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My Great Reality

 Audio Version

Dear readers, here I am again approaching Christmas and New Year (sometimes known as amateur season). For me, blessed with recovery, there is, at this time of year, a sense of poignancy about those who still suffer or who are lost or gone because of alcoholism. Memories can become wishes, regrets, resentments. At this time of year I need to be vigilant and aware of my responses when the stress levels are higher than usual. I need to be connected to others in recovery who will support and challenge my thinking and actions.

Many of us who like to be a part of the 'live show' get some of our best lessons and guidance from the people we meet and know at meetings. Sharing with each other is a need, not an option. When we feel overwhelmed with the complexity of our emotions, sharing with someone we trust is the best way to begin sorting through them and making sense of things. As I write this letter, I'm aware of the reality of my life as a free, whole, happy man. I know my losses, my gains, and I know also the great reality that has always been available. I am convinced that my willingness to grow along spiritual lines is the most instructive challenge in my daily life - especially when life gets hard. At times like this, when the festive fever is on, it's really important that I stay as centred as I can. I remember the dark days of my drinking and using. I remember having no human contact for weeks on end over Christmas and New Year. I remember floating around, shoplifting, using, drinking, dying.

I was told early doors to "change or die". The bottom line is - if we don't change, we don't get well, we continue to drink. Really acknowledging and surrendering to the fact of alcoholism demands that we get deeply involved and committed to full-on recovery... to ALL of what is suggested. For real alcoholics, the 12 Step Programme will do for us what we cannot do for ourselves. Most of the folk I drank with are long gone. My last friend who died because of this killer illness is not long gone. I still sort of expect a call from him sometimes. That one is still sinking in. There is my own awareness of the poignancy - the price we pay to come fully back to life. My new life cost me my old one and my good friend's life is now over, his family devastated.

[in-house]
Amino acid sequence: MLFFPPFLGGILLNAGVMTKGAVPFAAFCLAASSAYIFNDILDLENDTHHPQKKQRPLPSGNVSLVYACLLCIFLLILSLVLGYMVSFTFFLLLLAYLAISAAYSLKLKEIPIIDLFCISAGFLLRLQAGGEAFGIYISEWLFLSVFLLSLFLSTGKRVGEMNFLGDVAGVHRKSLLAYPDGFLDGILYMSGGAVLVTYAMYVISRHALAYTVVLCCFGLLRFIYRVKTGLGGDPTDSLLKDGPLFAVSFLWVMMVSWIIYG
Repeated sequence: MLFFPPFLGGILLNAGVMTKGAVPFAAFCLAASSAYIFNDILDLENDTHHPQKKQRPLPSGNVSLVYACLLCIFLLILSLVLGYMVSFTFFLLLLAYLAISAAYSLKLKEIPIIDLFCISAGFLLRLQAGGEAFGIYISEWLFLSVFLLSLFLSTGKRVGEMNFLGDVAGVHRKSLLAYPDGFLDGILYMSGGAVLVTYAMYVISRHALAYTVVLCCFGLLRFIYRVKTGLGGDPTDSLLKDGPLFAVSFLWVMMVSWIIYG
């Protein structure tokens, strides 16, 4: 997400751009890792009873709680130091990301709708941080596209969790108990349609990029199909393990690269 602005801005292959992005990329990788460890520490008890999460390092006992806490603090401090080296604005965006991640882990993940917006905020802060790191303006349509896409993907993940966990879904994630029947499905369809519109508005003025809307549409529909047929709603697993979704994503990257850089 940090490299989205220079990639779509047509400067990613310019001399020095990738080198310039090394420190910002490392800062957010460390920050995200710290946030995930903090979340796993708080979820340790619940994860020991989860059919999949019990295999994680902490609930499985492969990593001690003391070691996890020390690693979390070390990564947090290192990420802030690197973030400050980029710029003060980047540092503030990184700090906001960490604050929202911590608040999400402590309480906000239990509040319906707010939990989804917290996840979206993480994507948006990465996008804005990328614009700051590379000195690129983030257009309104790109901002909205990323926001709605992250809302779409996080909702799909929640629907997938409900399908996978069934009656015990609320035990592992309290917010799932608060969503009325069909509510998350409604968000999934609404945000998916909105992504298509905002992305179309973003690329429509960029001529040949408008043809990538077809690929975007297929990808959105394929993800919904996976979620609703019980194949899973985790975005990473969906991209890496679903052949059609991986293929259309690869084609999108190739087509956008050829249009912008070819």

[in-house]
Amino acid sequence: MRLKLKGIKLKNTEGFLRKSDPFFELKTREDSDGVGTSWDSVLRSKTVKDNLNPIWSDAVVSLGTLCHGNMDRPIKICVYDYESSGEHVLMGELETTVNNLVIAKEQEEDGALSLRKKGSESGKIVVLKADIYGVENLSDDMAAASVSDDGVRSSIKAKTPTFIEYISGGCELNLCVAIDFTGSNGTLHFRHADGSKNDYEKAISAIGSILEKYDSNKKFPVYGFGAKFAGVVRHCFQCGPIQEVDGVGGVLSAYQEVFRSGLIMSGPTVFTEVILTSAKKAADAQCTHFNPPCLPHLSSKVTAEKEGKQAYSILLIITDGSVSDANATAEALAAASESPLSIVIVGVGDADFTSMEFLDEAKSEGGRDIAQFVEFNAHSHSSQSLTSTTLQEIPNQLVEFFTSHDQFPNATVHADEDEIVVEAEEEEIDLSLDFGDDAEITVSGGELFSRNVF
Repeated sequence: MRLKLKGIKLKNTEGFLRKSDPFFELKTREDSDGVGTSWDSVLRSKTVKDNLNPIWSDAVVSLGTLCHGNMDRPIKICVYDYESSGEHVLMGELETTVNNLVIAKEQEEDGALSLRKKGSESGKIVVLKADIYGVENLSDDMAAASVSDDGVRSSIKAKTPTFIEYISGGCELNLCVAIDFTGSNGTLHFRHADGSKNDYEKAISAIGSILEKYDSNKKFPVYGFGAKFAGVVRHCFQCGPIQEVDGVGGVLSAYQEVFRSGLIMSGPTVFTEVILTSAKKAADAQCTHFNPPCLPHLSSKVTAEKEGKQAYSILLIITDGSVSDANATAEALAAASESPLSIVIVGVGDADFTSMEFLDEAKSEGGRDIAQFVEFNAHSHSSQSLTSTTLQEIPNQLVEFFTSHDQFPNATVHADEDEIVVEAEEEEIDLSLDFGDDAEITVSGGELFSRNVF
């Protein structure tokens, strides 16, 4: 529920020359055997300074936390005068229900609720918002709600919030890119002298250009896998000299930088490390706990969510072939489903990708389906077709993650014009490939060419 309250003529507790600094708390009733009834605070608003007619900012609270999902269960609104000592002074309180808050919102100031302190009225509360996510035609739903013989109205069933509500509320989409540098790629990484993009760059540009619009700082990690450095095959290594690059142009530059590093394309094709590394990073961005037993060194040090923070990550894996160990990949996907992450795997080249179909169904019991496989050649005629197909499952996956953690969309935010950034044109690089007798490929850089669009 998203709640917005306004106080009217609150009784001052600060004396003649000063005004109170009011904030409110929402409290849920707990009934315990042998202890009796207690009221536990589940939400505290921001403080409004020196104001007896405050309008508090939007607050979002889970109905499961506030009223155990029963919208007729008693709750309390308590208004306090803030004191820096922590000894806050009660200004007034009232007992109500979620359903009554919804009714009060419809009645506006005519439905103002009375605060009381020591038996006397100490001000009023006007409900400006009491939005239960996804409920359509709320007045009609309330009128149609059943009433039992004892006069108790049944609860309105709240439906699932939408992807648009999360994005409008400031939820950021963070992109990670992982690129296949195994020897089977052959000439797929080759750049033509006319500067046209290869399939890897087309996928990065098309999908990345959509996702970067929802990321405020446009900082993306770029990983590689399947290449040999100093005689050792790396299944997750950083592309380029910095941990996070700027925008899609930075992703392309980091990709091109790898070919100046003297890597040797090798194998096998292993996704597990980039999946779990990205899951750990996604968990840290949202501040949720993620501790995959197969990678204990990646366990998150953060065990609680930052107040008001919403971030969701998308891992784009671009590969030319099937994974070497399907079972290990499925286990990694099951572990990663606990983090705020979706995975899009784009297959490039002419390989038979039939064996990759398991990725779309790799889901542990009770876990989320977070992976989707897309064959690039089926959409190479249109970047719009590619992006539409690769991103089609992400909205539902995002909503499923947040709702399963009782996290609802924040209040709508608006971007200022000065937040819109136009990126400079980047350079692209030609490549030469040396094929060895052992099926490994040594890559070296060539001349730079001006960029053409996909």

The lengths I'm willing to go to to have recovery include fully accepting life on life's terms. The highs, the lows and the in-betweens. I say to folk I work with that recovery's blessings will stagger them with their beauty and, at times, simultaneously shake them to their core. To me, the ability to handle those extremes will build an incredible strength of character and, for a guy like me who had no real identity other than that which drink and drugs deluded me into believing, a character born of recovery is a major thing.

Being involved with AA service for over 10 years is another great fact of my life. To have been properly 12 Stepped by older members who shared their experience of our AA Traditions and Concepts has been very valuable. In Glasgow recently, we reconvened our regional assembly. We agreed to work in strict pursuance of our service manuals and we have all benefitted from these actions. Some of us from Glasgow Region have been involved in setting up better working arrangements between the other Scottish regions. We also participated with the creation of the recent Kelvingrove Gallery AA exhibition. There have been many other service developments but I find it sad that some members of this Fellowship have strayed from the simple essence and pleasure of 'doing for others' because of their own need for attention and/or validation. Humility, like love, is best shown in action and action is imperative if we need to change. If anything harms my chances of recovery it is within me, not the other man. The inventory is always mine. I need to be free and well, or else I risk having my mental defence against alcohol removed, as happens with relapse as we know.

I hope that my letter is of use. I've read Roundabout over the years and every so often I read a letter that gives my gratitude a real boost. Every so often I read a letter that makes me want to stand up and cheer because I get identification, I get connection, I get experience, strength and hope. I need these in my life and I value my position as one in recovery who can create that for others. This gift, this new life, this daily design for living which works. I've never had it so good!

We need each other. Please let's treat each other well and remember that this is a killer illness. It will rag-doll you and steal everything while it laughs in your ear. That was my experience. I've not been locked up, sectioned or otherwise detained for a long number of years. Like the man said "Find the cost of freedom".

Josh

St Aiden's Tuesday, Glasgow